The term "post processing" refers to what happens to an image between its initial capture (on film or a digital camera sensor) and its final display, either as a print on a computer monitor.
In the days of film this consisted of development (to produce a negative), and printing. For snapshots, you sent your film to the corner photolab and got back standard prints, which were processed and printed by a machine. The operator performed only minimal, basic adjustments, if any. Remember that gorgous blood-red sunset you shot on color film? Were you disappointed when the print came back from the lab a sickly yellow? The automatic processor tried to "balance" the colors and couldn't cope with that much red. To get a print close to what you originally saw you'd have to take the negative to a pro lab and have it printed by hand.
The same basic steps happen in the digital realm, but now the camera itself is doing all the work. When you click the shutter on a typical consumer-level camera, it captures the digital equivalent of a negative. Then it applies some automatic processing rules to the raw data and produces a JPEG file, which by its very nature cannot represent accurately everything in the raw image. You might have a small menu of "picture styles" available, but once the style is applied and the JPEG file is created, the raw image is discarded. If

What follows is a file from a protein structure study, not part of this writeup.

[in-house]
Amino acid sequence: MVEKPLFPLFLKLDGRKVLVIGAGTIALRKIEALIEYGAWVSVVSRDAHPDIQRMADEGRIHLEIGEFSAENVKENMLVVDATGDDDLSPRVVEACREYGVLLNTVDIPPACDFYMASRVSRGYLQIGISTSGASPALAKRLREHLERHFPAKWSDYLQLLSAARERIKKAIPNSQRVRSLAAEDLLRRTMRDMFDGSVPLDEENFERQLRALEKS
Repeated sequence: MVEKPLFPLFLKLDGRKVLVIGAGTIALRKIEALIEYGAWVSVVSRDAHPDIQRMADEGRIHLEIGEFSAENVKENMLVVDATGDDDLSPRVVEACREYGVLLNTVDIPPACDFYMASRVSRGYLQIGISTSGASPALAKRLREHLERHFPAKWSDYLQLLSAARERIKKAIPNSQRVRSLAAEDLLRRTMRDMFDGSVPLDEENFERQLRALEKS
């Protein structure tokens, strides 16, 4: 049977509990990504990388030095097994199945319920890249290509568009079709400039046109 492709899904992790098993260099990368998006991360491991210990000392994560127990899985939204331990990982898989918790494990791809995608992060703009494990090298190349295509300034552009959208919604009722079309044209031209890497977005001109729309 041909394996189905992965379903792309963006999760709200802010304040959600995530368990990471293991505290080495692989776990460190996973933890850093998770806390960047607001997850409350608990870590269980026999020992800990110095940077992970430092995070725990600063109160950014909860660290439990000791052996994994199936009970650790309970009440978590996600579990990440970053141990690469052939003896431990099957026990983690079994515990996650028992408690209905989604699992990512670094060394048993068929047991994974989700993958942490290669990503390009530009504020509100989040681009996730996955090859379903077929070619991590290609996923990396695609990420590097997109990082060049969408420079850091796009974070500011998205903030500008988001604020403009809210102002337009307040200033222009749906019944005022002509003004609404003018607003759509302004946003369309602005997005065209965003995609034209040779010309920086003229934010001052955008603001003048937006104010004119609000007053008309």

the camera guesses wrong or the image is beyond the capabilities of JPEG (i.e. too much contrast or dynamic range), there's only a little latitude for adjustment after the fact.
This is analogous to the machine prints made by the photolab, with one major exception. With film you can always reprint a negative for better results and keep adjusting until you get the desired effect. With consumer digital the "negative" is gone. It's as if you sent off your exposed roll of film for processing but got back only the prints.
Professional-level cameras (and some higher-end consumer cameras) can and do save the original "raw" image data without any processing. This is the digital equivalent of the film negative, and is a record of exactly what the camera "saw", without alteration or reduction. It contains significantly more data about each pixel in the scene, and with appropriate software the photographer can make adjustments and corrections that are completely impossible when starting with a JPEG file.
This is why I shoot only raw format, and why I allocate so much time
to post processing.